Advisory Committee Chair
Advisory Committee Members
Alan W Eberhardt
Alan M Shih
Date of Award
Degree Name by School
Master of Science in Mechanical Engineering (MSME) School of Engineering
Since the number of obese children in the U.S. has been increasing, the question arises whether obese children could be at higher or lower risk compared to nonobese children. The objective of this research was to investigate the risk of pediatric pelvic bone fracture in sideways falls using computational modeling and simulation considering various levels of obesity. Two sets of models were developed and tested. The first set was body component models. Several 10-year-old pelvis-femur complex models were developed. The models included biological soft tissue layers to reflect various levels of obesity, and they were validated against published experimental data. The second set was full body models in which the rest of body components were modeled by simple beams and mass elements for considering the whole body inertia. Sideways fall simulations were performed with the pelvis-femur complex models and full body models to see whether the cushion effect of the subcutaneous adipose tissue (SAT) layer or the momentum effect of whole body mass is more significant. A nonlinear explicit dynamic finite element code, LS-DYNA3D (LSTC, Livermore, CA) was used for model simulations. The simulation results indicate that the momentum effect of increased body mass of obese children would be more dominant over the cushion effect of the SAT layer.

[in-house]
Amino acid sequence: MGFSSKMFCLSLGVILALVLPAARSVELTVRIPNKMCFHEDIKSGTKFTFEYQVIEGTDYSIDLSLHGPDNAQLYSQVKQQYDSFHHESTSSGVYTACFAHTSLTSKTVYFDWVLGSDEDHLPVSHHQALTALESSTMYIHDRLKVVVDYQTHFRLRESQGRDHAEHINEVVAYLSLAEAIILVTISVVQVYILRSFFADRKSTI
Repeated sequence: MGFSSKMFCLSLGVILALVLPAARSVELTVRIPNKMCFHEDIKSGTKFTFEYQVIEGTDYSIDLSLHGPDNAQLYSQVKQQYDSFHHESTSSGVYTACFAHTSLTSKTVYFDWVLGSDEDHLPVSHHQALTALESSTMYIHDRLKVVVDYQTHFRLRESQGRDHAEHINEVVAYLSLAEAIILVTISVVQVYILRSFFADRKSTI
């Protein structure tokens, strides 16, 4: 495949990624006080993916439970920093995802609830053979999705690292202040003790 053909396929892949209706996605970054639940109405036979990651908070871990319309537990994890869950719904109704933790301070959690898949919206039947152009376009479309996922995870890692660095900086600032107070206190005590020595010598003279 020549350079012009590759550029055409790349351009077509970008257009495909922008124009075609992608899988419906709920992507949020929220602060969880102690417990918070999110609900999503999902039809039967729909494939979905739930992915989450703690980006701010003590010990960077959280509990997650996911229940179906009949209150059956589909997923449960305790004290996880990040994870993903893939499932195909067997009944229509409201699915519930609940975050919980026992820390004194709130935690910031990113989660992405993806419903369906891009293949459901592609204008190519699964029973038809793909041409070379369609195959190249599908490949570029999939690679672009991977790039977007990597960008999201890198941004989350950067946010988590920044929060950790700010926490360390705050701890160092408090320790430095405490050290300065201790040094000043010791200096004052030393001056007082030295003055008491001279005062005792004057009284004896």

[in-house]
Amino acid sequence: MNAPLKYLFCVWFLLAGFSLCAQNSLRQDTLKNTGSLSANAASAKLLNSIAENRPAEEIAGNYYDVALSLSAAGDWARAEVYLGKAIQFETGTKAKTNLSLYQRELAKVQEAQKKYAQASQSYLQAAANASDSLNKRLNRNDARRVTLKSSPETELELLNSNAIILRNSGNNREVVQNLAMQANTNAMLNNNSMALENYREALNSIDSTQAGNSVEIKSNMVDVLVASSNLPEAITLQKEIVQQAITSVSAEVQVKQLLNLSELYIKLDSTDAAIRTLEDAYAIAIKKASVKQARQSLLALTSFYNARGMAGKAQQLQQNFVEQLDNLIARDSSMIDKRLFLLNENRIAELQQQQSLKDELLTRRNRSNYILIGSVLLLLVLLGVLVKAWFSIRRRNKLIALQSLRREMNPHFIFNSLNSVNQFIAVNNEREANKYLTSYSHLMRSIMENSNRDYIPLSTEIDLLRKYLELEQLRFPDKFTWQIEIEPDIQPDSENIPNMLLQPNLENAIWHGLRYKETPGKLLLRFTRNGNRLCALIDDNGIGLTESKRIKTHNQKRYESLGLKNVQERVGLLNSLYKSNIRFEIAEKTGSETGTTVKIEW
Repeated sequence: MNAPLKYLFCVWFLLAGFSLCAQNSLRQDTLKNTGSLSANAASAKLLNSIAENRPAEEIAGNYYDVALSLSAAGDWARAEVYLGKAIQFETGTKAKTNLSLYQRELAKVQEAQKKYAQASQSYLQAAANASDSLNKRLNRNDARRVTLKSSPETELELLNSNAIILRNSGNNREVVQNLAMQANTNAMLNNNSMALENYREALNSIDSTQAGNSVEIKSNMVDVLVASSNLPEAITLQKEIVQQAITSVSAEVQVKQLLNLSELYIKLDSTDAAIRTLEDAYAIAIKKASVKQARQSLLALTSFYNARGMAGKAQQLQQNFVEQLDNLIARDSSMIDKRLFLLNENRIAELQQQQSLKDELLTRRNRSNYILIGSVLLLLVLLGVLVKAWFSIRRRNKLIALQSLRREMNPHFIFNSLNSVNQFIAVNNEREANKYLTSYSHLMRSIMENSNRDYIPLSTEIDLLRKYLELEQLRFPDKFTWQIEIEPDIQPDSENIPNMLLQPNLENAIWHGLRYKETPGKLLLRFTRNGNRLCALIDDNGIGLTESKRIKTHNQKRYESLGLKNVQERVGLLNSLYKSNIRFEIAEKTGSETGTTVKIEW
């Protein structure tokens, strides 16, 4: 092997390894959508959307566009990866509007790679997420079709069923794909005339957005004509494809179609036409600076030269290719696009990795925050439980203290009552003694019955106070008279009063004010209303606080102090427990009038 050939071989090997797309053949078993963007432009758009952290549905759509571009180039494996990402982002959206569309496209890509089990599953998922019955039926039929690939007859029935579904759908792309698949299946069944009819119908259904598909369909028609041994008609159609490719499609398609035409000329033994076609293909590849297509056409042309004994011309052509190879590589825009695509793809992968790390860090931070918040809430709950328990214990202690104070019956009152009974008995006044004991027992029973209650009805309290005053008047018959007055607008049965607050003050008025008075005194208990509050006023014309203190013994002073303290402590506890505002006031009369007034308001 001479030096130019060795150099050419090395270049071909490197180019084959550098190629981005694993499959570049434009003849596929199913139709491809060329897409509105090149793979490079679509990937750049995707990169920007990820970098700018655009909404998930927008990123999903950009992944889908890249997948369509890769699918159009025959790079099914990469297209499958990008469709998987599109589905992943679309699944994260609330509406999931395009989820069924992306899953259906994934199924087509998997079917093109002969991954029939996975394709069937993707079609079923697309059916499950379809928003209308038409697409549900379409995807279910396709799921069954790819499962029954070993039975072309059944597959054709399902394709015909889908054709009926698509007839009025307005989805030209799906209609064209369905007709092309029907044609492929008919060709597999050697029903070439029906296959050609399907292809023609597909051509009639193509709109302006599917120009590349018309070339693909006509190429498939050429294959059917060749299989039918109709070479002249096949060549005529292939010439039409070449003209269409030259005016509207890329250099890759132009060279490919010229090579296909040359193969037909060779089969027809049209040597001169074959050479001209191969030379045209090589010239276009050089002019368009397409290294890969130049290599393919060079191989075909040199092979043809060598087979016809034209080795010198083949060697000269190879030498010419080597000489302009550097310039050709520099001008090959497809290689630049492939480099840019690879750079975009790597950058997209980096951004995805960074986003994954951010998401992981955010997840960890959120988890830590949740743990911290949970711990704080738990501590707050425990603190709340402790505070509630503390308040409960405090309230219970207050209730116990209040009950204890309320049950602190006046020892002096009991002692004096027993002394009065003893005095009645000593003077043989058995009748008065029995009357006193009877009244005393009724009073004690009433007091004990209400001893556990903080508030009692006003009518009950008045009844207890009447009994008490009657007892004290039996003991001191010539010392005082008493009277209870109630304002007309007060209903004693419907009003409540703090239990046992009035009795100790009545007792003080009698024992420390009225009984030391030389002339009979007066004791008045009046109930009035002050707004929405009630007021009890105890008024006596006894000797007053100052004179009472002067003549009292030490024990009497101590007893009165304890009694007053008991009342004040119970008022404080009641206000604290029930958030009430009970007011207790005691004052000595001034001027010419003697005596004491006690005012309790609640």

Hsieh, Min-Heng, "Effect Of Childhood Obesity On Risk Of Pelvic Bone Fracture In Simulated Sideways Fall" (2012). All ETDs from UAB. 1978.